Below is a glossary of terms that are used in the online trading industry. Select the first letter of the word you are seeking from the list above to jump to the appropriate section of the glossary.
A market order which automatically closes the position of a profitable security or financial instrument when it reaches a predetermined price level that is suitable for the trader. A T/P can be used in both long (buy) and short (sell) positions.
The time left from the value date of a loan, contract or option until its expiry date (expressed in years, months or days).
The foreign exchange market is divided into three trading sessions: the Asian (or Tokyo), European (or London) and North American (or New York). Also referred to simply as The Forex Three.
The smallest possible change in the price of a security or financial instrument (either up or down).
Specified blocks or portions of trades. The value of a trade corresponds to an integral number of trading units. For example, gold and silver contracts are bought and sold in lot sizes of 10 and 1,000 troy ounces, respectively.
The general and prevailing attitude of traders towards a certain market, security or financial instrument, depict in percentages of currently open buy and sell orders.
What is trailing?
Trailing is the term used to describe a recently completed time frame, in reference to a set of financial data being gathered. For example, when reading the financial report of a company, the data could be “trailing 12 months,” meaning it covers the previous year, or “trailing 3 months,” meaning it covers the previous quarter. Trailing is also used as a risk management technique, a “trailing stop” order, in which a trader instructs his broker to close out his position when it hits a certain point above/below the stock price’s peak. It is referred to as “trailing,” because that peak moves as the share price does, so the stop order refers to the latest time frame before the share price reversed direction.
How does trailing affect forex traders?
As described above, trailing, in terms of a trailing stop order, can be a very effective tool for minimizing risk and maximizing potential profit. When reading financial reports, trailing describes the statistics that enable traders to analyze the short- and long-term strength of a particular company. If a company shows a weak report 12 months trailing, but very strong figures 3 months trailing, it could be an indication that after a difficult period, the company is on the road to recovery.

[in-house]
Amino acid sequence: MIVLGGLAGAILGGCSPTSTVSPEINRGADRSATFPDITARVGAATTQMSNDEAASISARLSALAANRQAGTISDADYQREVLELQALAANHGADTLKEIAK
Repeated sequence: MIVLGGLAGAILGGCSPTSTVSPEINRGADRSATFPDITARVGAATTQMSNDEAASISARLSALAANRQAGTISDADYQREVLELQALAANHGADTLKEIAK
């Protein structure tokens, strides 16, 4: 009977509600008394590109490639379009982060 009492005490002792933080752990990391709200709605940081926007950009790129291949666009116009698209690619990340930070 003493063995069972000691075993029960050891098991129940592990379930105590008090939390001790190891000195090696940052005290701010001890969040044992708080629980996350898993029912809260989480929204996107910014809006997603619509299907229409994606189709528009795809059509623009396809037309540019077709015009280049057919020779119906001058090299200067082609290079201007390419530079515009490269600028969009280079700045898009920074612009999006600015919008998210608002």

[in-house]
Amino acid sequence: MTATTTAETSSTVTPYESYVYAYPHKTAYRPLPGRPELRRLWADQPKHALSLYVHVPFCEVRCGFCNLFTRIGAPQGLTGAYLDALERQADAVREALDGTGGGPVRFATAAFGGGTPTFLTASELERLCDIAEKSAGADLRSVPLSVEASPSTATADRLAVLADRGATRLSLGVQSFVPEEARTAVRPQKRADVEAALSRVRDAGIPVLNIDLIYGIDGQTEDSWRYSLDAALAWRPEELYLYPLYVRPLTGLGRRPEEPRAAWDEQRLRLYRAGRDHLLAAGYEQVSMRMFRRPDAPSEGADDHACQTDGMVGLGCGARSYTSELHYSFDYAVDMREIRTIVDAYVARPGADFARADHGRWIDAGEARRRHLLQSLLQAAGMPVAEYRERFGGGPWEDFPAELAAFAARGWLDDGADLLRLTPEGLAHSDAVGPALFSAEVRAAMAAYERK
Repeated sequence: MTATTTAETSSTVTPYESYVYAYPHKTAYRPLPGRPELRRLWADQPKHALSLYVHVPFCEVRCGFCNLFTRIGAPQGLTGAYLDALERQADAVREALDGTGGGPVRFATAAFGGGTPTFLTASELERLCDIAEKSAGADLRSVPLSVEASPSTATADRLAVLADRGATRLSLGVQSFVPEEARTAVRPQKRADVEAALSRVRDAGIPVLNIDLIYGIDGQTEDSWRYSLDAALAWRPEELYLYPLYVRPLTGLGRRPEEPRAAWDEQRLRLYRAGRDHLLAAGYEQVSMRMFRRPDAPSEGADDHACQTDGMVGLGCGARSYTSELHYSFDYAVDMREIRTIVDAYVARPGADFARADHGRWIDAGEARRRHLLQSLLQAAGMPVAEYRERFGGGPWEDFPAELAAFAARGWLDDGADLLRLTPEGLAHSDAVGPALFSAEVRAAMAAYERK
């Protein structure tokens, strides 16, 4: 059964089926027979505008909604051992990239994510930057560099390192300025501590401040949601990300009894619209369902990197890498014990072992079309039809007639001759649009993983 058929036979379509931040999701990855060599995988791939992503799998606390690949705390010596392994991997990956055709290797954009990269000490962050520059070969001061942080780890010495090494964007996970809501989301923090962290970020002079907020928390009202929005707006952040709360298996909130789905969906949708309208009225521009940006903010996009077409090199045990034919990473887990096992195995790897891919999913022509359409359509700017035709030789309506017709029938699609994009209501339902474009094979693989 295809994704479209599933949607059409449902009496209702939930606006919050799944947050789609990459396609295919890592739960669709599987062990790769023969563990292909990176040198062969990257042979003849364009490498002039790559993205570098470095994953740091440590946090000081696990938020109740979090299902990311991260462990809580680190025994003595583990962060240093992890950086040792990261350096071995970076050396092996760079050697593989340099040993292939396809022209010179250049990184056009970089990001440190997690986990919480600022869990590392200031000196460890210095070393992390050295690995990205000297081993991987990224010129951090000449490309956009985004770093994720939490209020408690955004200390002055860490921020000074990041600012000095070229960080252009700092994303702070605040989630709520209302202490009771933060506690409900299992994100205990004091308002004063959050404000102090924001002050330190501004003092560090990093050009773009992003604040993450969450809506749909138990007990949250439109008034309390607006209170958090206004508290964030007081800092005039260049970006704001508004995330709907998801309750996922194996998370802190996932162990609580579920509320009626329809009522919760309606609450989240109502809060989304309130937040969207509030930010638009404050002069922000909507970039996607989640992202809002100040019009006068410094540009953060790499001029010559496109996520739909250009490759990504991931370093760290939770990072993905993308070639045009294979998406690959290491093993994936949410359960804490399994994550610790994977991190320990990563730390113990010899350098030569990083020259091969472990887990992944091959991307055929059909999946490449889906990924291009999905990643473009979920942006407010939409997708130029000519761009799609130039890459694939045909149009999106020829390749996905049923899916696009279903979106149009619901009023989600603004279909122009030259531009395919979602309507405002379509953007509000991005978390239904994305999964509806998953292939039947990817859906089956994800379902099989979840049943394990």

Of course, the trailing reports should never be the sole factor in technical or fundamental analysis, but they can provide a good insight as to what traders should look for and look at when deciding where to invest funds and what positions to take when trading CFDs.
What is a trailing stop?
A trailing stop is an excellent method with which forex and CFD traders can either minimize their potential losses on a position, or secure potential earnings. It is a standing order that the trader gives his broker to close out his position when it hits a certain point above/below the stock price’s peak. While a trailing stop can be in a dollar amount, it is more commonly a percentage above/below the high/low of a stock price.
How does a forex trader use a trailing stop?
If a trader were to buy 50 shares of a company stock at $50 per share, he may place a trailing stop at 10%. That is to say, if the price drops 10% to $45, then his broker has a standing instruction to sell the shares, thus keeping the loss at a $5/share, or $250 total. However, if the stock price rises, the trailing stop of 10% rises with it, and if the price peaks at $80 before beginning to fall, then the trailing stop is $72, or 10% of the $80 peak that the price reached. If the price now falls below that 10% line, the broker has instructions to sell, thus enabling the trader to earn $22 per share, or $1,100, before the stock price continues to drop.
Successful traders are those who can find the proper balance to ensure that the trailing stop is not too large, thus risking higher losses, but at the same time, big enough to allow for the stock price to correct any anomalies and continue in the desired direction.
The general direction of a market or of the price of a security or financial instrument. The terms “bull” and “bear” are often used to describe the two main types of trends – upward and downward, respectively.
The official currency code for Turkish lira.
An abbreviation for Tokyo Stock Exchange.